It is getting on for two years since the regulator, Ofcom, relaxed the rules on boosters and repeater boxes which let you use your mobile phone even if your house does not have a reliable signal.
Usually, when this sort of thing happens, the market becomes flooded by cheap products from China and the US, where they have been in use for years.
But that hasn’t happened this time. Boosters, or “smart repeaters”, remain the preserve of the specialist, and the best one on the market costs an eye-watering £540. That makes it a consideration for a hamlet or a small office with no signal, but not for your average semi-detached.
However, there are still a few affordable options for improving your reception, and two of them are surprisingly low-tech.
It seems obvious, but moving to a different network may dramatically improve matters, and the coverage checker on Ofcom’s website makes it easy to compare all four: Vodafone, O2, EE and Three, wherever you live. The smaller networks like Tesco Mobile, Virgin and Giffgaff all piggyback on one of those, so everyone is covered – but do make sure you look at indoor signal strength, because there is often no comparison with that outside. And remember that changing to a different network doesn’t mean changing your phone number if you don’t want to.
If you’re often at home, diverting your incoming calls to your landline is an even easier option. You can do this from your mobile, so long as you have a signal when you want to turn the service on or off. Texts can’t be diverted, but you can use other messaging services instead. WhatsApp and Facebook Mobile are the best-known alternatives; they can just use wi-fi when there’s no mobile signal.
If, however, you want a heavier-duty solution, a more recent service known as Wi-fi Calling may work for you. It requires a compatible handset, network and tariff, but if you can tick all three boxes you’ve hit the jackpot.
The four main networks all offer Wi-fi Calling to some degree, but not on all phones. Some insist that you buy your handset direct from them, so they can install their own software; others restrict availability to certain monthly contracts. And all maintain a list of models they will and won’t support. These change all the time, but there tend to be more iPhones than Androids included.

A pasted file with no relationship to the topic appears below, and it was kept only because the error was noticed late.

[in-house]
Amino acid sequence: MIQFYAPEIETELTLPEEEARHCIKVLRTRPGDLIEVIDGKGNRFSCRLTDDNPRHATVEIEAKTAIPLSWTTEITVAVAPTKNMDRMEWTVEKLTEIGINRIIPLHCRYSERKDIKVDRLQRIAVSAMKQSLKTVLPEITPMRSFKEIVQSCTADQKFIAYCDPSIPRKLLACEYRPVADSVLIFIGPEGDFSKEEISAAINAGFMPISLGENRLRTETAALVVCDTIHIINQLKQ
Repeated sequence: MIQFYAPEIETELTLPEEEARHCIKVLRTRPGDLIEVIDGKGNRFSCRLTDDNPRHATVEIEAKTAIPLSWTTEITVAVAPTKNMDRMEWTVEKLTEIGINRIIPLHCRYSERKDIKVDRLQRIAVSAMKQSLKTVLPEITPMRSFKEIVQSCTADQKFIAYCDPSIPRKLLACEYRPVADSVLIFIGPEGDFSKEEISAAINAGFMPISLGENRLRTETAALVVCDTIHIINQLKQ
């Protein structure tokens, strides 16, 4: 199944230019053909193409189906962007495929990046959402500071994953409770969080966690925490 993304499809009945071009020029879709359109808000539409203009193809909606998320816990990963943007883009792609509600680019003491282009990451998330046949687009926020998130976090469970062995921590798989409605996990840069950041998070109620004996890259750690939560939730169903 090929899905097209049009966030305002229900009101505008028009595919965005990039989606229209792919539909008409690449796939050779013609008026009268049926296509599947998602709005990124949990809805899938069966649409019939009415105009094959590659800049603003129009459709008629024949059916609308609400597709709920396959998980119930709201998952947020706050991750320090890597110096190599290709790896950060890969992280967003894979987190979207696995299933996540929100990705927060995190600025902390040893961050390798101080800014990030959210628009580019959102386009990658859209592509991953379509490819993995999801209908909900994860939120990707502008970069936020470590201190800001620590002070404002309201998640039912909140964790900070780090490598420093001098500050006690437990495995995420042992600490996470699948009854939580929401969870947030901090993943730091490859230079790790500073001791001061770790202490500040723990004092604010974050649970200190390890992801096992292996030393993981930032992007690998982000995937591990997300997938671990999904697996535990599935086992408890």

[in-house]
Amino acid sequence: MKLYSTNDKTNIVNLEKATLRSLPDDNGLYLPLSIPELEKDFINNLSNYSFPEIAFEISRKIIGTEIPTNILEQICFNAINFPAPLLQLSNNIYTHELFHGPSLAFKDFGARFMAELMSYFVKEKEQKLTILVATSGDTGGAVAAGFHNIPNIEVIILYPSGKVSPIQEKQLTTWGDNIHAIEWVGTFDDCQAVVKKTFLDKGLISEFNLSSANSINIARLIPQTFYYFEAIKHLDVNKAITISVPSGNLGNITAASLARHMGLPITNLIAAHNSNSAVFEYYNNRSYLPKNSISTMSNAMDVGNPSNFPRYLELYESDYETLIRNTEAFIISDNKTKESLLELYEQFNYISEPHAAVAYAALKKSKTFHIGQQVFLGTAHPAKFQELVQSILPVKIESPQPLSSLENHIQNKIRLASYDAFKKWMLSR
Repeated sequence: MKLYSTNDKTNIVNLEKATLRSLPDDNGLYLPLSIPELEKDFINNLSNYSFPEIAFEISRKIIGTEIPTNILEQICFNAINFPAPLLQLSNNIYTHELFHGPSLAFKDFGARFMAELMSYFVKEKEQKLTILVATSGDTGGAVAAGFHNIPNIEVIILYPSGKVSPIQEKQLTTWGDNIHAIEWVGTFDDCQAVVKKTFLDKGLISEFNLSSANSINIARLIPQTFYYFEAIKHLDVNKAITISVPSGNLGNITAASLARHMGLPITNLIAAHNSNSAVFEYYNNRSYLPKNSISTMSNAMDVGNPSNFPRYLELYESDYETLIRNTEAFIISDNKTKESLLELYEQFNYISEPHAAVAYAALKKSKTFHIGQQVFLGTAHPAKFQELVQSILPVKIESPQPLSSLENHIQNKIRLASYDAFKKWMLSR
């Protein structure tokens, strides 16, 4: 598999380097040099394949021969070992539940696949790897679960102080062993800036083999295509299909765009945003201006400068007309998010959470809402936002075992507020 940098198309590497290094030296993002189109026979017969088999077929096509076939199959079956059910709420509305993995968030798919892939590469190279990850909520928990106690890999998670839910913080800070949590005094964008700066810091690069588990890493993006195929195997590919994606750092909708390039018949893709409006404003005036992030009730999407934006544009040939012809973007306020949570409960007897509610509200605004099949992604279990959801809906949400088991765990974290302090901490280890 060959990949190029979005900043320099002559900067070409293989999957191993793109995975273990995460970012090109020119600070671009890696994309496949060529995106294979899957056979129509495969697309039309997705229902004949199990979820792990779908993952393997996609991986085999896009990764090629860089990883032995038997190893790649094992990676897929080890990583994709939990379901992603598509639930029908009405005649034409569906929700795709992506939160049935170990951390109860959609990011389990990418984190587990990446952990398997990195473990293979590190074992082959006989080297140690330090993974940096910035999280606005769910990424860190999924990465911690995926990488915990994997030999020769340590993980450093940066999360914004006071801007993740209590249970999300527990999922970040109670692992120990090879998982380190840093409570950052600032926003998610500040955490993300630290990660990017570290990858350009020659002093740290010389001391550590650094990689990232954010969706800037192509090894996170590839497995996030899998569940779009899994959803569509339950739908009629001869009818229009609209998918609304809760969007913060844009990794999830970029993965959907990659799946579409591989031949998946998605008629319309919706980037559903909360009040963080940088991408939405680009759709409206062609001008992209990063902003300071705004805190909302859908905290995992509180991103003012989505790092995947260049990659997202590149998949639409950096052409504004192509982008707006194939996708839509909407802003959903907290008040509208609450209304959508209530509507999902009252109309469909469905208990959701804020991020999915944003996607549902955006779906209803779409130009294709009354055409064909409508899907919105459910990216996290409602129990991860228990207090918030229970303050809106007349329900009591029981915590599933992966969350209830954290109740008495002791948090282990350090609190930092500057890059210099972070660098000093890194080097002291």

Among the budget networks, ID Mobile claims to support a reasonably extensive list of Apple, Samsung, Huawei and Sony phones. As with the other networks, calls you make using wi-fi are still counted as part of your mobile tariff.
The most robust type of signal booster is known as a Femtocell device – a discrete unit that plugs into a 13amp socket and your broadband router, and creates a mini mobile transmitter in your house.
It’s not legal to buy these on the open market but it’s fine for your network to sell you one. Unfortunately, in the UK, that restricts you to one or maybe two.
Vodafone’s Sure Signal generates a hotspot for up to eight phones with a radius just big enough to cover the average house. Passers-by on the same network won’t “see” it because you have to register with Vodafone the numbers you want it to cover. So it’s no use for guests.
There is a one-off cost of £69 for the Sure Signal, but you may be able to find one for less on Ebay – although do check first that the previous owner has unregistered it. Three does not seem to be offering its similar Home Signal box at the moment, but it may still be worth asking if you can get hold of one.
None of this is quite the free-for-all some were expecting when the rules changed, but at least you need no longer be completely cut off.